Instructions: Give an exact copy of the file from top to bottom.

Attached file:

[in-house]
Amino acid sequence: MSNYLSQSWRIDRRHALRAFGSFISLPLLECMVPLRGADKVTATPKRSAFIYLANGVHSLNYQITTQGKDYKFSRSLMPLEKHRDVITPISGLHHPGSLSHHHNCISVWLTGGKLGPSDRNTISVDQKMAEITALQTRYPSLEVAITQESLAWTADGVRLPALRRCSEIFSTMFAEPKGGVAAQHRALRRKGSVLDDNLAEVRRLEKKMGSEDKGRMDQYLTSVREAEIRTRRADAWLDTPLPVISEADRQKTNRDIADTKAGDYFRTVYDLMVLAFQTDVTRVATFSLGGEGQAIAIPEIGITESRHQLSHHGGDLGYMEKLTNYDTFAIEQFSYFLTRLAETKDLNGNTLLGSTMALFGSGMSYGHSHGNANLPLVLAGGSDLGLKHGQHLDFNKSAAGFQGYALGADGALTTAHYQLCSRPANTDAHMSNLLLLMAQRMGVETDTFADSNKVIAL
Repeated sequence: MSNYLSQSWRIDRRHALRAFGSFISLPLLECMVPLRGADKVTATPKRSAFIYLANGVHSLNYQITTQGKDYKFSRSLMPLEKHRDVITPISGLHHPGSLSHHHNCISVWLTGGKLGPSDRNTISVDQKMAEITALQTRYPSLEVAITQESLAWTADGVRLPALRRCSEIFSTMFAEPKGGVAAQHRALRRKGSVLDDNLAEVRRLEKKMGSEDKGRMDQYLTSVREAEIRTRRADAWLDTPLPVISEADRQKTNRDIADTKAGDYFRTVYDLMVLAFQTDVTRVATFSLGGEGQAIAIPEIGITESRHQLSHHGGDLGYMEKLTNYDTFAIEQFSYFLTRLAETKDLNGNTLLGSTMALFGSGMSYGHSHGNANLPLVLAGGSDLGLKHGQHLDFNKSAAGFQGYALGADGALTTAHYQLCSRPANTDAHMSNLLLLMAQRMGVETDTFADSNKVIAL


[in-house]
Amino acid sequence: MSNYLSQSWRIDRRHALRAFGSFISLPLLECMVPLRGADKVTATPKRSAFIYLANGVHSLNYQITTQGKDYKFSRSLMPLEKHRDVITPISGLHHPGSLSHHHNCISVWLTGGKLGPSDRNTISVDQKMAEITALQTRYPSLEVAITQESLAWTADGVRLPALRRCSEIFSTMFAEPKGGVAAQHRALRRKGSVLDDNLAEVRRLEKKMGSEDKGRMDQYLTSVREAEIRTRRADAWLDTPLPVISEADRQKTNRDIADTKAGDYFRTVYDLMVLAFQTDVTRVATFSLGGEGQAIAIPEIGITESRHQLSHHGGDLGYMEKLTNYDTFAIEQFSYFLTRLAETKDLNGNTLLGSTMALFGSGMSYGHSHGNANLPLVLAGGSDLGLKHGQHLDFNKSAAGFQGYALGADGALTTAHYQLCSRPANTDAHMSNLLLLMAQRMGVETDTFADSNKVIAL
Repeated sequence: MSNYLSQSWRIDRRHALRAFGSFISLPLLECMVPLRGADKVTATPKRSAFIYLANGVHSLNYQITTQGKDYKFSRSLMPLEKHRDVITPISGLHHPGSLSHHHNCISVWLTGGKLGPSDRNTISVDQKMAEITALQTRYPSLEVAITQESLAWTADGVRLPALRRCSEIFSTMFAEPKGGVAAQHRALRRKGSVLDDNLAEVRRLEKKMGSEDKGRMDQYLTSVREAEIRTRRADAWLDTPLPVISEADRQKTNRDIADTKAGDYFRTVYDLMVLAFQTDVTRVATFSLGGEGQAIAIPEIGITESRHQLSHHGGDLGYMEKLTNYDTFAIEQFSYFLTRLAETKDLNGNTLLGSTMALFGSGMSYGHSHGNANLPLVLAGGSDLGLKHGQHLDFNKSAAGFQGYALGADGALTTAHYQLCSRPANTDAHMSNLLLLMAQRMGVETDTFADSNKVIAL